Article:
Alternatively, the ferroelectric gate stack may be fabricated by a replacement gate process similar to Hsu et al., U.S. Pat. No. 6,274,421, entitled “Method of making metal gate sub-micron MOS transistor”, hereby incorporated by reference. The fabrication process uses a replacement process to form the gate stack and comprises the steps of:

Preparing a semiconductor substrate

Forming a replacement gate stack comprising a sacrificial layer

Forming drain and source regions on opposite sides of the replacement gate stack

Filling the areas surrounding the replacement gate stack while exposing a top portion of the replacement gate stack

Removing the sacrificial layer portion of the replacement gate stack

Forming the remainder of the gate stack.

The device fabrication process is then completed with passivation and interconnect metallization steps.

Preparing a Semiconductor Substrate, FIG. 11A:

Similar to the gate etching process, the fabrication process starts with preparing a substrate (p-type or n-type, bulk or silicon-on-insulator, SOI or SIMOX) and any state of the art suitable processes for the well formation and device isolation. FIG. 11A shows a p-type substrate 310 (similar fabrication process can be applied to an n-type substrate with appropriate corrections and adjustments) and shallow trench isolation (STI) 316 to form an active device 314. For simplicity, important but unrelated details such as periphery devices, well formation process and active region threshold voltage adjustment, are not shown.

Forming a Replacement Gate Stack Comprising a Sacrificial Layer on the Substrate, FIG. 11B:

Then the multilayer replacement gate stack is deposited. The replacement gate stack serves as a place holder for the continued fabrication of the device, and will be removed before the fabrication of the functional gate stack. Thus the multilayer replacement gate stack comprises the first two layers (doped conductive oxide and bottom electrode) of the multilayer gate stack, and a sacrificial gate replacement layer. In the second embodiment of the invention where the bottom electrode of the gate stack is omitted, the replacement gate stack comprises only the doped conductive oxide layer and the sacrificial gate replacement layer. The doped conductive oxide is perferably between 10 to 30 nm thick and is preferably hafnium oxide, zirconium oxide, lanthanum oxide or aluminum oxide doped In2O3, but can be any doped conductive oxide or resistive material as disclosed above. The bottom electrode is perferably between 50 to 200 nm thick and is perferably platinum or iridium, but also can be any conductive material. The sacrificial gate replacement layer is preferably between about 100 to 300 nm thick and is preferably silicon nitride or silicon dioxide. Since the sacrificial gate replacement layer serves as a place holder for the functional gate stack, the thickness of the sacrificial layer is partially determined by the total thickness of the remainder of the functional gate stack.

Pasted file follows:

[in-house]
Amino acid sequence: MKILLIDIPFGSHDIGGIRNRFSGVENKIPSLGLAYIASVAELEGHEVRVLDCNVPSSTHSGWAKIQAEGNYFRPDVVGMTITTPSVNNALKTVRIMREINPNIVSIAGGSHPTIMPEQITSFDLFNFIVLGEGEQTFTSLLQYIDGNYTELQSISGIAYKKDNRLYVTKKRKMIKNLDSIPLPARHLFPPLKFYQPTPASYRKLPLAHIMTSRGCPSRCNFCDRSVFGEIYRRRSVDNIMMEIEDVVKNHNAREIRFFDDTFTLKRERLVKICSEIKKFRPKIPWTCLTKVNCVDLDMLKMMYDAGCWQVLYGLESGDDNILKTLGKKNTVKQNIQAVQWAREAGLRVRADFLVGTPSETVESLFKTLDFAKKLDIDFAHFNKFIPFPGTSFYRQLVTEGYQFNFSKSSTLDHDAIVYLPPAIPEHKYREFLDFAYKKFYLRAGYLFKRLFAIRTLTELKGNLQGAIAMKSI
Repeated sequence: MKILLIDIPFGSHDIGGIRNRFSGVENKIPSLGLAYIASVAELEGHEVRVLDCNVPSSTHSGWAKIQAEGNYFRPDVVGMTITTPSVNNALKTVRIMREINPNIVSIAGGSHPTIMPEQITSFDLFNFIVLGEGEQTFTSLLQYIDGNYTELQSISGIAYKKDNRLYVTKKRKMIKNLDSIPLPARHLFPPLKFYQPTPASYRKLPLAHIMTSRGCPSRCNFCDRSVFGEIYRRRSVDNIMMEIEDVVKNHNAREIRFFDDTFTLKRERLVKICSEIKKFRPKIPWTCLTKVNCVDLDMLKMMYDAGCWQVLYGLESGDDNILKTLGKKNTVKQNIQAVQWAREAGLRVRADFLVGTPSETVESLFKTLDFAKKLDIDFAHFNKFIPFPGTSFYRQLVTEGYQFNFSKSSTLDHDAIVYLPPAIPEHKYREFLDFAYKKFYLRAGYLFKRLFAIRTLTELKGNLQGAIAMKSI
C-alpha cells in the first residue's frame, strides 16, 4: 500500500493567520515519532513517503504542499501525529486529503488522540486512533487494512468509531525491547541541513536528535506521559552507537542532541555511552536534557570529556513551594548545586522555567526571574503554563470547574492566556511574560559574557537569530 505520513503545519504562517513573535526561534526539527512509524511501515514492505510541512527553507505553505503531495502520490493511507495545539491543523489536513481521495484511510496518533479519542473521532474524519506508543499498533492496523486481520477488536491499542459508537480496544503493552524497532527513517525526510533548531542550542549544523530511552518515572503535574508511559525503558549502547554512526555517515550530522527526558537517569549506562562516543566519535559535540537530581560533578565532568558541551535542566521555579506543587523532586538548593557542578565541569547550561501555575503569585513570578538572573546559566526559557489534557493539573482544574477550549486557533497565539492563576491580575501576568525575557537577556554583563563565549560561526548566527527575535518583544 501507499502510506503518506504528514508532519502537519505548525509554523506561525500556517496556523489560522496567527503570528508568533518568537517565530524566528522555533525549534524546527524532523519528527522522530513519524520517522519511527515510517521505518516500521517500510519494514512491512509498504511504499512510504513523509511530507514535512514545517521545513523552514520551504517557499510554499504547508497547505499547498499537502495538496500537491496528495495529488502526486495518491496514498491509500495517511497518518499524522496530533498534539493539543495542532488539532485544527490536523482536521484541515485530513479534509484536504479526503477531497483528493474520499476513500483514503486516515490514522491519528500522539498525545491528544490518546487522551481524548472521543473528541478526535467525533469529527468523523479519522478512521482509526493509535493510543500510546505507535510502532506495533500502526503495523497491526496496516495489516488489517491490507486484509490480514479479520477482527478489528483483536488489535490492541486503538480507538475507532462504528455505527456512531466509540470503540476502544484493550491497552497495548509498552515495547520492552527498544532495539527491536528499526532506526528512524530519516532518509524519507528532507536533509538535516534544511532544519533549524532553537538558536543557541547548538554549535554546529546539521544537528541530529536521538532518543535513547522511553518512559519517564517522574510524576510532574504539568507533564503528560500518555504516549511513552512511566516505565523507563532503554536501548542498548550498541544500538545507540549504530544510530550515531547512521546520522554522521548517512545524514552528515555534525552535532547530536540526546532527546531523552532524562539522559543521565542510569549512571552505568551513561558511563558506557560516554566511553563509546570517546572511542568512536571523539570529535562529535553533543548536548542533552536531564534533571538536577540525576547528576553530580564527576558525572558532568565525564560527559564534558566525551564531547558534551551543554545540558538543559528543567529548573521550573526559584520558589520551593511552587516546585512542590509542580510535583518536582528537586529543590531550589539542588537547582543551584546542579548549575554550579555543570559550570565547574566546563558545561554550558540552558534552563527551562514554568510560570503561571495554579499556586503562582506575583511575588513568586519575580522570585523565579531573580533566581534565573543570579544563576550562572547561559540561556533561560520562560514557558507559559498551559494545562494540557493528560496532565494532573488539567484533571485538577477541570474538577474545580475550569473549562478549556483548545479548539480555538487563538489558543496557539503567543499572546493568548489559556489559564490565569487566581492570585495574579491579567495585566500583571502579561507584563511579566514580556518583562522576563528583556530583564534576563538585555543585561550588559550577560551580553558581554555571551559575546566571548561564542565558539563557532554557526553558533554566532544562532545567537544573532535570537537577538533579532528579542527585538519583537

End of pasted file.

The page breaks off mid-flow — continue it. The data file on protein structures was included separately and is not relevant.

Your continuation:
The replacement gate stack multilayer is then patterned into a ferroelectric gate stack, comprising a replacement gate layer 330, a bottom electrode 311, and a doped conductive oxide 301 as shown in FIG. 11B. The patterning of the gate stack multilayer is preferably by photolithography and reactive ion etching.